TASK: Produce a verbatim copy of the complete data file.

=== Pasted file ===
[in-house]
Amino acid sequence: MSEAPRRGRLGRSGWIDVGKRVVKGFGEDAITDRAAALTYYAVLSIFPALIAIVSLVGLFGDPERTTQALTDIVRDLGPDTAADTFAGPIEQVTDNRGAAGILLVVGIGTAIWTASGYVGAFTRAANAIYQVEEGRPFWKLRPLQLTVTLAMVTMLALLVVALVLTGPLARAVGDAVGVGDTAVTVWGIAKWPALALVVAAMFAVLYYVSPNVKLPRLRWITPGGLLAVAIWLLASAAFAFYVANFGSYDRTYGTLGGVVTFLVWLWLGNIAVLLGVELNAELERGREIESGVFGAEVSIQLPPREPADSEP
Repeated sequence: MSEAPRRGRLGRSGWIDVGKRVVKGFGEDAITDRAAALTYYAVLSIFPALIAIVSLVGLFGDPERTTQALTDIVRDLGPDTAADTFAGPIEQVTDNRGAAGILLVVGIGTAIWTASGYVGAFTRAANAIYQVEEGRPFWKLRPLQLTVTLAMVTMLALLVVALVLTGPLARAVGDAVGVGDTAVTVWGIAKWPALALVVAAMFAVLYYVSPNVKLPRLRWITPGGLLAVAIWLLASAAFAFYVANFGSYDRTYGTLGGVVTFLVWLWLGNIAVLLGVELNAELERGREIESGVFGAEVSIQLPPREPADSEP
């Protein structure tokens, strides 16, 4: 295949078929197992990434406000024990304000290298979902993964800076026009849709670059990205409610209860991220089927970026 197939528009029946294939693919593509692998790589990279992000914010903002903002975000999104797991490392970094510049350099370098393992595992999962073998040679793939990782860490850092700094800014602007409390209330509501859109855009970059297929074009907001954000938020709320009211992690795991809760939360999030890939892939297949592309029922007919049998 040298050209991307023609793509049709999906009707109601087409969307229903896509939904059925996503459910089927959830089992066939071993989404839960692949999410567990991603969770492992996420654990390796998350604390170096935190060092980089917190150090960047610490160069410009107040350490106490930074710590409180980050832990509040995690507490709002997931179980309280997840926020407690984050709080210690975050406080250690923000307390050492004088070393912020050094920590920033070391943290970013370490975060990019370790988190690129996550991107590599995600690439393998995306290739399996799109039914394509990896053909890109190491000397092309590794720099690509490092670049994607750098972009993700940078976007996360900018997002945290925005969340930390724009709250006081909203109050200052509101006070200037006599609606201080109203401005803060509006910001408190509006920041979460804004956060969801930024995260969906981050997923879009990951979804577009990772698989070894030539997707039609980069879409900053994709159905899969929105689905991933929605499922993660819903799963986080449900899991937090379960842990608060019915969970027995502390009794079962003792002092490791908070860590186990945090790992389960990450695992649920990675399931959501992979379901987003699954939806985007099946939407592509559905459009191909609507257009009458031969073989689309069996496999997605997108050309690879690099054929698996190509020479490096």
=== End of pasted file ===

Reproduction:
[in-house]
Amino acid sequence: MSEAPRRGRLGRSGWIDVGKRVVKGFGEDAITDRAAALTYYAVLSIFPALIAIVSLVGLFGDPERTTQALTDIVRDLGPDTAADTFAGPIEQVTDNRGAAGILLVVGIGTAIWTASGYVGAFTRAANAIYQVEEGRPFWKLRPLQLTVTLAMVTMLALLVVALVLTGPLARAVGDAVGVGDTAVTVWGIAKWPALALVVAAMFAVLYYVSPNVKLPRLRWITPGGLLAVAIWLLASAAFAFYVANFGSYDRTYGTLGGVVTFLVWLWLGNIAVLLGVELNAELERGREIESGVFGAEVSIQLPPREPADSEP
Repeated sequence: MSEAPRRGRLGRSGWIDVGKRVVKGFGEDAITDRAAALTYYAVLSIFPALIAIVSLVGLFGDPERTTQALTDIVRDLGPDTAADTFAGPIEQVTDNRGAAGILLVVGIGTAIWTASGYVGAFTRAANAIYQVEEGRPFWKLRPLQLTVTLAMVTMLALLVVALVLTGPLARAVGDAVGVGDTAVTVWGIAKWPALALVVAAMFAVLYYVSPNVKLPRLRWITPGGLLAVAIWLLASAAFAFYVANFGSYDRTYGTLGGVVTFLVWLWLGNIAVLLGVELNAELERGREIESGVFGAEVSIQLPPREPADSEP
């Protein structure tokens, strides 16, 4: 295949078929197992990434406000024990304000290298979902993964800076026009849709670059990205409610209860991220089927970026 197939528009029946294939693919593509692998790589990279992000914010903002903002975000999104797991490392970094510049350099370098393992595992999962073998040679793939990782860490850092700094800014602007409390209330509501859109855009970059297929074009907001954000938020709320009211992690795991809760939360999030890939892939297949592309029922007919049998 040298050209991307023609793509049709999906009707109601087409969307229903896509939904059925996503459910089927959830089992066939071993989404839960692949999410567990991603969770492992996420654990390796998350604390170096935190060092980089917190150090960047610490160069410009107040350490106490930074710590409180980050832990509040995690507490709002997931179980309280997840926020407690984050709080210690975050406080250690923000307390050492004088070393912020050094920590920033070391943290970013370490975060990019370790988190690129996550991107590599995600690439393998995306290739399996799109039914394509990896053909890109190491000397092309590794720099690509490092670049994607750098972009993700940078976007996360900018997002945290925005969340930390724009709250006081909203109050200052509101006070200037006599609606201080109203401005803060509006910001408190509006920041979460804004956060969801930024995260969906981050997923879009990951979804577009990772698989070894030539997707039609980069879409900053994709159905899969929105689905991933929605499922993660819903799963986080449900899991937090379960842990608060019915969970027995502390009794079962003792002092490791908070860590186990945090790992389960990450695992649920990675399931959501992979379901987003699954939806985007099946939407592509559905459009191909609507257009009458031969073989689309069996496999997605997108050309690879690099054929698996190509020479490096």